Realistic carburettor icing that takes moisture and carburettor air temperature into account.

Structural icing that will accumulate ice on the structure, adding weight until the aircraft becomes unflyable.

Non standard engine failure module that includes sparkplug fouling, damage caused by excessive cylinder head or oil temperature, shock cooling and more.

Power reduction due to excessive carburettor air temperature.

 

 

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Great simulation of a fantastic aircraft this, but I haven't flown her for ages since she's much too slow. :D

 

Was the Cylinder Head Temperature OK? Did you warm her up properly before you went? Pulled the (enormous) cowl flaps back to decrease drag? Did you at any point chop the power too fast (carburetor icing won't go away even at full throttle)?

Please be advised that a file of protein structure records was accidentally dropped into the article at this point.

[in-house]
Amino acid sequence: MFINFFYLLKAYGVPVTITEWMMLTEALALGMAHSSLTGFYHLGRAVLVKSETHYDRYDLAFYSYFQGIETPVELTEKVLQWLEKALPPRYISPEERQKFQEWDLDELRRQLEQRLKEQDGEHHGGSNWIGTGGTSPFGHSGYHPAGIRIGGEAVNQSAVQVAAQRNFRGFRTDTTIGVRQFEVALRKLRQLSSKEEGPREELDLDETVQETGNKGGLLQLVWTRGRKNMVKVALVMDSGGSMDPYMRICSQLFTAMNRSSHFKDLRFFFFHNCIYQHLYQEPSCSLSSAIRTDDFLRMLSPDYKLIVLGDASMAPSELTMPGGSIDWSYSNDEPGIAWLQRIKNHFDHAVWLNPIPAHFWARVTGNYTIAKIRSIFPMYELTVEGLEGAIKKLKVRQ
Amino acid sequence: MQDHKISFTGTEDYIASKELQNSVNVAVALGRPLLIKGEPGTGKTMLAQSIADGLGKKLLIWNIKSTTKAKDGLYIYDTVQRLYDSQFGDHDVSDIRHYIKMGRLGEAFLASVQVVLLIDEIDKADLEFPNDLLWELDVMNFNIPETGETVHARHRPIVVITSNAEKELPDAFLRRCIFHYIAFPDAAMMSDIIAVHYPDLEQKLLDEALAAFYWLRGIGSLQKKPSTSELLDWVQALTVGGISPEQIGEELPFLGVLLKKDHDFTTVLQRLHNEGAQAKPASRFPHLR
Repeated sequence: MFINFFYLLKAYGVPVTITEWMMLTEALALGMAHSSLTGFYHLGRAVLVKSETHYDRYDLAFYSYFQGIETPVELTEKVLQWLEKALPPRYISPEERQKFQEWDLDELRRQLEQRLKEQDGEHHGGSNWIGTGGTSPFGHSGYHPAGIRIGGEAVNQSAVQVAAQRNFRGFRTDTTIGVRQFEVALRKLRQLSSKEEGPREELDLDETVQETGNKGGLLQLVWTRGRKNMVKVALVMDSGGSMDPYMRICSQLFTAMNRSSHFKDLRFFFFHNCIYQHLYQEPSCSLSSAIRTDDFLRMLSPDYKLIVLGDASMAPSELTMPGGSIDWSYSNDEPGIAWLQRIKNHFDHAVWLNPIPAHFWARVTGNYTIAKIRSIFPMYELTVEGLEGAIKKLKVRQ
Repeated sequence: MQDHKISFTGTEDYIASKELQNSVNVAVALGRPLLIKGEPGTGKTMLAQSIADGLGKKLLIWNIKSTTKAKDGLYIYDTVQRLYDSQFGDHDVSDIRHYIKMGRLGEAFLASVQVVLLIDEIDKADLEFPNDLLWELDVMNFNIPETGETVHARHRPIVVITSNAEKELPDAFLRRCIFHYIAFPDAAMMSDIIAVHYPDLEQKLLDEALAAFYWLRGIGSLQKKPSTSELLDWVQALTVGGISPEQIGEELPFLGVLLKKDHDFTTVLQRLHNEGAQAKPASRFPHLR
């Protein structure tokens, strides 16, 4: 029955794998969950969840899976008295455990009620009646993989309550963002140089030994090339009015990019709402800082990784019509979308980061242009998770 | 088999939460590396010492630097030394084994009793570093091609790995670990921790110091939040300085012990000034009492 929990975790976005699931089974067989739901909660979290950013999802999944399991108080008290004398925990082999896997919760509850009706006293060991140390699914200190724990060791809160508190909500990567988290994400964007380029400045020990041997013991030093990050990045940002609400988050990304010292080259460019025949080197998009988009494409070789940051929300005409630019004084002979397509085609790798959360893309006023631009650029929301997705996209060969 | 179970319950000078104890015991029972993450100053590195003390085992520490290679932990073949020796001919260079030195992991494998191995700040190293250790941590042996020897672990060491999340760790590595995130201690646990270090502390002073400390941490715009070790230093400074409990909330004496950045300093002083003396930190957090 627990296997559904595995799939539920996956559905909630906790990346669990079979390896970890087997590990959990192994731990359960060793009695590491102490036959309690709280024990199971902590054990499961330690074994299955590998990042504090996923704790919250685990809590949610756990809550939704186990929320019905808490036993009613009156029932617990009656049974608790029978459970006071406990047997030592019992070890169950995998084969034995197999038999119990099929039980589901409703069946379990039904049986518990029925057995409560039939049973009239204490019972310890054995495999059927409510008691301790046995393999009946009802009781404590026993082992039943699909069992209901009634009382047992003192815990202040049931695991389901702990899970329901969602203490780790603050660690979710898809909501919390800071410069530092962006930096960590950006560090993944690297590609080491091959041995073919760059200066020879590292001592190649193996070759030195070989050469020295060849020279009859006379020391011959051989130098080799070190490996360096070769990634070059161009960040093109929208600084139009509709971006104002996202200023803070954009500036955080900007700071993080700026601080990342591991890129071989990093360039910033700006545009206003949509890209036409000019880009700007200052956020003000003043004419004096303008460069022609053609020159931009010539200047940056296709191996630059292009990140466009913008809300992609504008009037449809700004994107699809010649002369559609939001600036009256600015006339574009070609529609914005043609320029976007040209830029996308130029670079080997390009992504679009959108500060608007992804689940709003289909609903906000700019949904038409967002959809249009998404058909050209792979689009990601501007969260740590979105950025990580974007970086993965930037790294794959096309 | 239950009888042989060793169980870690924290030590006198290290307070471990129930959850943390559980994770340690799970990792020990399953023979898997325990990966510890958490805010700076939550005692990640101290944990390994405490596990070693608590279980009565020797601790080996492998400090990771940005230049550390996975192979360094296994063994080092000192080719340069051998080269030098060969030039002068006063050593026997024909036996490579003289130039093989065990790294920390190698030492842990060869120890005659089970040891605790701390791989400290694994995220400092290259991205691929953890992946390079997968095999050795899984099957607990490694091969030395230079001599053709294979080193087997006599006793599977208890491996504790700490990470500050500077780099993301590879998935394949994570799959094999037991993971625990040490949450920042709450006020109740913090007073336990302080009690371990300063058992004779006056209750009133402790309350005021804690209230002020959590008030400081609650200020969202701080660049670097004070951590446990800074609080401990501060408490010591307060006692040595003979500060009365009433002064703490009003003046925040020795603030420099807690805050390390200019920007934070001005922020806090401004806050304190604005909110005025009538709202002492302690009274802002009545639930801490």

And I can't remember with these engines, but have you tried leaning the mixture a bit?

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From an original PBY-5a, with P&W 1830-92 Engines,

For Climb at Maximum Continuous Power (60 minutes), 2550RPM, 42 Inches Boost Pressure (From Sea Level to 7,000 feet - Earlier in the manual it states 41.5 from Sea Level to 5,700 Feet, and then 39.5 Inches from 5,700 to 7,500 Feet), Maximum Cylinder Temperature 260 Degrees C., Auto Rich.

 

Once up at cruise speed try Auto Lean Setting (From an original PB4Y-2, P&W 1830-94 Engines Manual),

Cruise Maximum 2250RPM, Mixture Auto Lean, Oil Pressure 65-95 P.S.I., Oil Temp. 60-75 Degrees C., Cowl Flaps Closed, With Blower On Low (Can't remember if this is selectable in FSX) 735BHP 56 U.S. G.p.H., with Blower on High 675BHP 55 U.S. G.p.H., Maximum Cylinder Head temp. 232 Degrees C.

 

For the PBY-5A it's almost identical, P&W 1830-92 Engines, 2170RPM, 33.5/30.5 Inches Boost Pressure.

From Sea Level to 10,000 feet.